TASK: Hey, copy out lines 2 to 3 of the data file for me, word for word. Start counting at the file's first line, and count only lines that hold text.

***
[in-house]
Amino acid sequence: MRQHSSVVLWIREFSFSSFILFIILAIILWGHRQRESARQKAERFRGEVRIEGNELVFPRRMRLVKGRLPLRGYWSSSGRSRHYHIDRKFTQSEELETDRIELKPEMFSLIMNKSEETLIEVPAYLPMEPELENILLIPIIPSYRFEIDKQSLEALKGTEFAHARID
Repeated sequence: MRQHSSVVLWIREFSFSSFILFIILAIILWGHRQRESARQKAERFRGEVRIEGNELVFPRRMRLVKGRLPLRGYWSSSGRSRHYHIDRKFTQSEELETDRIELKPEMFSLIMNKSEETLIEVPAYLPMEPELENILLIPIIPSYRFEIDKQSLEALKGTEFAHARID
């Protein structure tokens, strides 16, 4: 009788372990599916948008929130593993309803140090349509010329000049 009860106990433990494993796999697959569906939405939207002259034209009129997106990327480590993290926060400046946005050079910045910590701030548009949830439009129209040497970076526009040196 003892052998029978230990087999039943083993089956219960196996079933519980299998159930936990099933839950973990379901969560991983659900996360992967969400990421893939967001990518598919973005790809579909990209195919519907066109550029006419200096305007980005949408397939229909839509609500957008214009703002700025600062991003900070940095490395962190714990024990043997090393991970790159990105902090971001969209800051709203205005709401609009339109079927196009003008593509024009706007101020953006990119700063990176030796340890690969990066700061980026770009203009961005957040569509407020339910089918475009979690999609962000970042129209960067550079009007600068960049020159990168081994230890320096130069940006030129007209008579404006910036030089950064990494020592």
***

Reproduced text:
Amino acid sequence: MRQHSSVVLWIREFSFSSFILFIILAIILWGHRQRESARQKAERFRGEVRIEGNELVFPRRMRLVKGRLPLRGYWSSSGRSRHYHIDRKFTQSEELETDRIELKPEMFSLIMNKSEETLIEVPAYLPMEPELENILLIPIIPSYRFEIDKQSLEALKGTEFAHARID
Repeated sequence: MRQHSSVVLWIREFSFSSFILFIILAIILWGHRQRESARQKAERFRGEVRIEGNELVFPRRMRLVKGRLPLRGYWSSSGRSRHYHIDRKFTQSEELETDRIELKPEMFSLIMNKSEETLIEVPAYLPMEPELENILLIPIIPSYRFEIDKQSLEALKGTEFAHARID